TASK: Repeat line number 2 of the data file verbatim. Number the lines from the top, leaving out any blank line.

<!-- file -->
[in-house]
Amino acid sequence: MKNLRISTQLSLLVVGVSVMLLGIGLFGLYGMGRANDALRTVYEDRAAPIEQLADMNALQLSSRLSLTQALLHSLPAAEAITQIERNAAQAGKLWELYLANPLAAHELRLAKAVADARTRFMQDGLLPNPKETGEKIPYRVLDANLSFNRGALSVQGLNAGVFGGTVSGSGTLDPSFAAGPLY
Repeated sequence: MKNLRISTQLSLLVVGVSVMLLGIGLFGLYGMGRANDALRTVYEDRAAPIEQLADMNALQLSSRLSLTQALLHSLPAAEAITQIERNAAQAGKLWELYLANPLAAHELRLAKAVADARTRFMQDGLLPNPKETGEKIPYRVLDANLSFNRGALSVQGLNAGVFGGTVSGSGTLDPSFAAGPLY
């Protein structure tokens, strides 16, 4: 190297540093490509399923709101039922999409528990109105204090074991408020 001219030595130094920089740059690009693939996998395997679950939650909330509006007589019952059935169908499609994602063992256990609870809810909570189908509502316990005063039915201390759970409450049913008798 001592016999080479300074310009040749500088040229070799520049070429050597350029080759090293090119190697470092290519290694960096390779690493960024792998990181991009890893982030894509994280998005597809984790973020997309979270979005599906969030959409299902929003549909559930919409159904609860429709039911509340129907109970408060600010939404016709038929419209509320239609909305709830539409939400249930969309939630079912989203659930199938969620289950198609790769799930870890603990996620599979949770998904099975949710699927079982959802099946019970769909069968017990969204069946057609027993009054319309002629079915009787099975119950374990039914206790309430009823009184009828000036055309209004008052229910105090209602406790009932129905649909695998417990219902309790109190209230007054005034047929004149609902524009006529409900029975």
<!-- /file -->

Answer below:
Amino acid sequence: MKNLRISTQLSLLVVGVSVMLLGIGLFGLYGMGRANDALRTVYEDRAAPIEQLADMNALQLSSRLSLTQALLHSLPAAEAITQIERNAAQAGKLWELYLANPLAAHELRLAKAVADARTRFMQDGLLPNPKETGEKIPYRVLDANLSFNRGALSVQGLNAGVFGGTVSGSGTLDPSFAAGPLY